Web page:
Read Ch 10 - Courage and Guns: The Mockingbird and the Mad Dog (89)

Fri: Read Ch 12 - Calpurnia's Two Groups: First Purchase (115).  What was First Purchase?  Note that in First Purchase hung a copy of Hunt's Light of the World.  Another note is that Calpurnia taught Zeebo to read using the Bible and Blackstone's Commentaries.     

Essential Questions
Who am I and how do I find my place in the world? 
What influences gender roles in our society? 
What stereotypes exist in our world? 
What is equality?  How can we work to achieve it? 
Why is it so difficult for people to stand up and do what is right? 
Do I have the courage to do what is right? 
Is it possible for one person to make a difference?
What inequalities are encountered and what comes of them?
How do these characters show or learn about responsibility?
How do these characters demonstrate courage?
Why is integrity important to these characters?
What truths are discovered and what was the cost?

ELA 9 Michigan Merit Curriculum Course Requirements, Page 27

Ch 8: Miss Maudie calls  the snowman a "morphrodite."

Week 3: Courage

Mon: Read Ch 15 - The Old Sarum Caste (144).  Atticus gives Jem an article by Henry W. Grady

At the corner was a
Monkey Puzzle Bush.   

Tues:  Write reviews of novels

Wed-Fri: Happy Thanksgiving

Week 4: The Trial Begins

Mon: Read Ch 16 - The Mixed Caste; Before the Trial (155)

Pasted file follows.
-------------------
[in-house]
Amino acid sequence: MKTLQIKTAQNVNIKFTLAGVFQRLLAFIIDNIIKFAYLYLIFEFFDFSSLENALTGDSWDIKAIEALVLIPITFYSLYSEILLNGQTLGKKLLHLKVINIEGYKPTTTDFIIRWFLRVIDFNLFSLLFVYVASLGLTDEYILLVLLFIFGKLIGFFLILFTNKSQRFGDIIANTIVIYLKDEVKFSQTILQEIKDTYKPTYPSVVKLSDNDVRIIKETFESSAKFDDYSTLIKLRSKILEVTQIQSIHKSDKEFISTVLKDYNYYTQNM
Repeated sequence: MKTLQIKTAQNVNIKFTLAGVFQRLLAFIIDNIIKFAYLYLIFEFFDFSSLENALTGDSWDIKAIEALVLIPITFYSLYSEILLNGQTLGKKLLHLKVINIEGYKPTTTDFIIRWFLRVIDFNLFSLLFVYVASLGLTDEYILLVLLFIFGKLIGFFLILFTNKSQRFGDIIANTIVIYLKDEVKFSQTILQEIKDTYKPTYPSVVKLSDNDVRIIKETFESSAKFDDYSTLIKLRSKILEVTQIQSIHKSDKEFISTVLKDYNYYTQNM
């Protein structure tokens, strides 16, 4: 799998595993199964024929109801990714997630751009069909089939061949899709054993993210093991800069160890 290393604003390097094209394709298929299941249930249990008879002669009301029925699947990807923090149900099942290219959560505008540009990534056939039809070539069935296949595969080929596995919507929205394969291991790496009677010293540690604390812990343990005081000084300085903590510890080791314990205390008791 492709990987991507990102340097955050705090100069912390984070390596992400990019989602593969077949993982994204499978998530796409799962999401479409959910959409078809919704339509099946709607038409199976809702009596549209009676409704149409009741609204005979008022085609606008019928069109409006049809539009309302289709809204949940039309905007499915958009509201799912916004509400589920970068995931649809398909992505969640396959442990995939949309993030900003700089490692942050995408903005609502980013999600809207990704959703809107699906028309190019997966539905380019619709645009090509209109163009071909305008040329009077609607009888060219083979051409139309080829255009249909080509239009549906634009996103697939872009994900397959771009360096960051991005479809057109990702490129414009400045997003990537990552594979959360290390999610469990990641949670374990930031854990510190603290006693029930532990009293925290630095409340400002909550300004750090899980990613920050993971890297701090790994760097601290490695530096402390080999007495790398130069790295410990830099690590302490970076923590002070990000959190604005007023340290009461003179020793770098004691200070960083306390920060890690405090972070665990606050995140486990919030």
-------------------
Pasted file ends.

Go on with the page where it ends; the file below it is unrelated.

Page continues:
The Caste System of Maycomb County:
First Caste: Professional Whites or Whites from "respectable families" such as the Finches and those on their street 
Second Caste: Working-Class Whites, farmers like the Cunninghams. 
Third Caste: Non-Working Whites who have been reduced to animal-level lives like the Ewells. 
Fourth Caste: Blacks, both successful and not. 
Fifth Caste: Mixed Race People

Atticus said that naming people after Confederate generals like Braxton Bragg makes them steady, slow drinkers. 

Miss Maudie exchanges verses with the "foot-washers"
Ecclesiastes 6:4  Proverbs 15:13

Tues: Read Ch 17 - Sheriff Tate and Bob Ewell on the Stand (166)

Harper Lee describes Judge Taylor as a shark and the court-writers as his
pilot fish.   

Quotations from To Kill a Mockingbird
"Shoot all the blue jays you want, if you can hit 'em, but remember it's a sin to kill a mockingbird." (Atticus) 90

"You never really understand a person until you consider things from his point of view- until you climb into his skin and walk around in it." (Atticus) 30

Real courage "is when you know you're licked before you begin but you begin anyway and you see it through no matter what." (Atticus) 112

Wed: Read Ch 18 - Ella Ewell on the Stand (178)

Ella claims Tom busted up a
chiffarobe for her.